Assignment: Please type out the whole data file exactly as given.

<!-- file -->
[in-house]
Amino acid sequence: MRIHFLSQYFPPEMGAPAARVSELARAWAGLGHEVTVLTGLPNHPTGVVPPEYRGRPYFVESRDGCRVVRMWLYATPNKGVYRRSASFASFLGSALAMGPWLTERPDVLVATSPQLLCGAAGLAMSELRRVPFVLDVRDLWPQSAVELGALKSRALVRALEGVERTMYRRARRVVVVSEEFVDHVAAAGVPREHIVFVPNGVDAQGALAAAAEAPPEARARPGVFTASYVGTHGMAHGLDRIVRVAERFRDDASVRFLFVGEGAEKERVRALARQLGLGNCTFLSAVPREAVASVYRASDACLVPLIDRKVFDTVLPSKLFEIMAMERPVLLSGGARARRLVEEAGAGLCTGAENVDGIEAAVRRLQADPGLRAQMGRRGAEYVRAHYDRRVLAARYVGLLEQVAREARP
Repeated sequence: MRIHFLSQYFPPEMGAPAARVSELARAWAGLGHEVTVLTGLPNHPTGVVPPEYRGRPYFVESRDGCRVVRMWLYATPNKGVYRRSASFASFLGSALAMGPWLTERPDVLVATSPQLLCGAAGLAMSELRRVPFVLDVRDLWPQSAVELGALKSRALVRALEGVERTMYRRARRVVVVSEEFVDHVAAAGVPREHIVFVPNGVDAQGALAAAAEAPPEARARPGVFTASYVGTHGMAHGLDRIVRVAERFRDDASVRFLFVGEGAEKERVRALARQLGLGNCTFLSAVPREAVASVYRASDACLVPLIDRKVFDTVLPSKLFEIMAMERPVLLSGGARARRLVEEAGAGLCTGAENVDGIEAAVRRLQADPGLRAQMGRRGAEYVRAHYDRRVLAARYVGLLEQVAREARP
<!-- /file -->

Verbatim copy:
[in-house]
Amino acid sequence: MRIHFLSQYFPPEMGAPAARVSELARAWAGLGHEVTVLTGLPNHPTGVVPPEYRGRPYFVESRDGCRVVRMWLYATPNKGVYRRSASFASFLGSALAMGPWLTERPDVLVATSPQLLCGAAGLAMSELRRVPFVLDVRDLWPQSAVELGALKSRALVRALEGVERTMYRRARRVVVVSEEFVDHVAAAGVPREHIVFVPNGVDAQGALAAAAEAPPEARARPGVFTASYVGTHGMAHGLDRIVRVAERFRDDASVRFLFVGEGAEKERVRALARQLGLGNCTFLSAVPREAVASVYRASDACLVPLIDRKVFDTVLPSKLFEIMAMERPVLLSGGARARRLVEEAGAGLCTGAENVDGIEAAVRRLQADPGLRAQMGRRGAEYVRAHYDRRVLAARYVGLLEQVAREARP
Repeated sequence: MRIHFLSQYFPPEMGAPAARVSELARAWAGLGHEVTVLTGLPNHPTGVVPPEYRGRPYFVESRDGCRVVRMWLYATPNKGVYRRSASFASFLGSALAMGPWLTERPDVLVATSPQLLCGAAGLAMSELRRVPFVLDVRDLWPQSAVELGALKSRALVRALEGVERTMYRRARRVVVVSEEFVDHVAAAGVPREHIVFVPNGVDAQGALAAAAEAPPEARARPGVFTASYVGTHGMAHGLDRIVRVAERFRDDASVRFLFVGEGAEKERVRALARQLGLGNCTFLSAVPREAVASVYRASDACLVPLIDRKVFDTVLPSKLFEIMAMERPVLLSGGARARRLVEEAGAGLCTGAENVDGIEAAVRRLQADPGLRAQMGRRGAEYVRAHYDRRVLAARYVGLLEQVAREARP